Throughout San Diego County, custody and visitation is a highly litigated family law issue which causes turmoil within local families. The court system and family law attorneys encourage parents to take whatever steps necessary to ease their children through the divorce process. One of the most important steps a parent can take to help their children through the transitional period of a divorce is to have a conversation with them early to explain what is going on. The nature and depth of the conversation will depend on the age and maturity of the children involved; however, it is always important to reassure children of their security and stability within the family. The following is a list of questions commonly posed by parents who have recently decided to divorce.
Q: Who should tell the children about the divorce?
A: If possible, both parents. It is important to present a "united front" right from the onset when initially discussing divorce. This can reassure the children that they will still have both of their parents and are still part of a family unit. Parents can also brainstorm possible questions their children may ask and come up with agreed-upon answers.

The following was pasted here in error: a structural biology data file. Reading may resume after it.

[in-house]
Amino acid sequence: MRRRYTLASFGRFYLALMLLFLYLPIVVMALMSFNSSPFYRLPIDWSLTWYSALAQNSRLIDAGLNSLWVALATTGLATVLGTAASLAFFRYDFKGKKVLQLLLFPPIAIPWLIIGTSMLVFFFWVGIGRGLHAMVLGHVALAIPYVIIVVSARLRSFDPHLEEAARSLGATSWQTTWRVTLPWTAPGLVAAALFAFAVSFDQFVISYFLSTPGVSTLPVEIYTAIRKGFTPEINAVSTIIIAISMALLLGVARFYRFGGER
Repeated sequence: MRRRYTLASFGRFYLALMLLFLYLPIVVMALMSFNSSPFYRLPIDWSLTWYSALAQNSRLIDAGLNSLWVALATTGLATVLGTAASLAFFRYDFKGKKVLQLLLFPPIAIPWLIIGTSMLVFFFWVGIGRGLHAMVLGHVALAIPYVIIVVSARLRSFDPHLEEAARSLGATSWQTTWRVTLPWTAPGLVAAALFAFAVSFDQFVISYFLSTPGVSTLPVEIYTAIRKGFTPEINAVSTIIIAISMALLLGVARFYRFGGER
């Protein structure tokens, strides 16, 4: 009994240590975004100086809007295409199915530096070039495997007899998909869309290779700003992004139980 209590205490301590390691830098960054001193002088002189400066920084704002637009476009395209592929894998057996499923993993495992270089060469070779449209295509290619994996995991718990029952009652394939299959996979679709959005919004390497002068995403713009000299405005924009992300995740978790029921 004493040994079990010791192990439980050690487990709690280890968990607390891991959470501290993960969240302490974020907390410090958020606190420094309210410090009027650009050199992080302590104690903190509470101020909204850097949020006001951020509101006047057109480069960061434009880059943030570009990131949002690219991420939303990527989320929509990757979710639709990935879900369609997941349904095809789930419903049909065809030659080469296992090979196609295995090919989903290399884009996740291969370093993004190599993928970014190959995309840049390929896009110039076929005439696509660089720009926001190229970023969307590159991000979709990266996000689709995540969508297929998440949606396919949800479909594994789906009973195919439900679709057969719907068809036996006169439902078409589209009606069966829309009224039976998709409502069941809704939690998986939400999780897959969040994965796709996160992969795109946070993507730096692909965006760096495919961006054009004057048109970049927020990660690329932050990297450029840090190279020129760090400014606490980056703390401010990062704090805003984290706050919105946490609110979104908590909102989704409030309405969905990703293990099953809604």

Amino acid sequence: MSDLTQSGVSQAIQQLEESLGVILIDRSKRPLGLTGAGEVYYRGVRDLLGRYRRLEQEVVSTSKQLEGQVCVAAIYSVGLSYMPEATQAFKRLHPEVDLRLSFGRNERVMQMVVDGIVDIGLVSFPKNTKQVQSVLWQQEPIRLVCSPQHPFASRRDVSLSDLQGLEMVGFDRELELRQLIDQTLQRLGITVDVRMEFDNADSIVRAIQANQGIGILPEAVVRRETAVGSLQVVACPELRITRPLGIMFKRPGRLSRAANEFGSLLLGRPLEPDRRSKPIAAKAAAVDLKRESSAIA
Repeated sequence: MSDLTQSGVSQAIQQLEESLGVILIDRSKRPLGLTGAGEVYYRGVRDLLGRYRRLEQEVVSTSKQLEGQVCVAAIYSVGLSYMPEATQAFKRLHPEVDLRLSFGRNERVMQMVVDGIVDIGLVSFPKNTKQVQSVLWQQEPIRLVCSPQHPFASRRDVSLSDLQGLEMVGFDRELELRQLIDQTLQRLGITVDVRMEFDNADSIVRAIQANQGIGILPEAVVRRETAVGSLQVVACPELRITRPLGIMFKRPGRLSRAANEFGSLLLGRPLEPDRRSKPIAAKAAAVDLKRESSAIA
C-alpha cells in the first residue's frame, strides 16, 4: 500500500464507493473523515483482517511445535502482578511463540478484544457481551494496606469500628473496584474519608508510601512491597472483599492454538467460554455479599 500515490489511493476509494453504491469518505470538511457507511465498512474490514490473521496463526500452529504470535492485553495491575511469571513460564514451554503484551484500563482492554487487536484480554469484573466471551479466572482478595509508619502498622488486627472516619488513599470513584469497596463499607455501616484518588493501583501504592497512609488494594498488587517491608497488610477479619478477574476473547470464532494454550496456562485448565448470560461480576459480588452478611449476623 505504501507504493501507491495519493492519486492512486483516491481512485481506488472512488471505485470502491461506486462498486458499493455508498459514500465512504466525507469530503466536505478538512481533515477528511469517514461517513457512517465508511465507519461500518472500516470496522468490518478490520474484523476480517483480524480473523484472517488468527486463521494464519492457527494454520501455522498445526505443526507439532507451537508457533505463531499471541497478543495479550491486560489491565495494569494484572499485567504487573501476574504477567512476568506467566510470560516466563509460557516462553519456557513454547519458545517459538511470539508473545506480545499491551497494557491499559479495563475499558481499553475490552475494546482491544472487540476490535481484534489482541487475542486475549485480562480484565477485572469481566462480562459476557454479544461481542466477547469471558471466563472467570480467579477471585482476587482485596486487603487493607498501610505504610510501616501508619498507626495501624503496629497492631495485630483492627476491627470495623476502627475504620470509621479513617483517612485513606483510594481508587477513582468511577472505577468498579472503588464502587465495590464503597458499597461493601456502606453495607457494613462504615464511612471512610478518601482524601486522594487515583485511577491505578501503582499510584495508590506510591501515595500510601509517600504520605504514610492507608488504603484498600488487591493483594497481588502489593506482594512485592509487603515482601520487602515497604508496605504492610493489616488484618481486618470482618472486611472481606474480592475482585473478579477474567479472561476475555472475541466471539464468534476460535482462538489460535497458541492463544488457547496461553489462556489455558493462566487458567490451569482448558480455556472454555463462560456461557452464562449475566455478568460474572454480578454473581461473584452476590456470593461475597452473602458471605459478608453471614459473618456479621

Q: When should we tell the children about the divorce?
A: As soon as possible after you have conclusively decided to get a divorce.
Q: What should we say to the children about the divorce?
A: The truth. While explaining to the children why their parents are separating it is imperative that both parents refrain from any comments which might turn the children against the other parent. An honest explanation regarding the reason for the divorce will encourage the children to come to their parents with their feelings and thoughts on the subject. The first conversation regarding the divorce is also a good time to explain to the children that it is normal to feel upset and sad.
Q: How can we minimize behavioral issues during this transition?
A: Stick to the program. Children experience many significant changes in their lives when their parents are going through the divorce process. Therefore, maintaining established parenting styles is crucial for encouraging behavioral stability. Although tempting, parents should avoid overcompensating their children with gifts or relaxed discipline. This continuation of routine will prove to your children that not everything will change as a result of the divorce.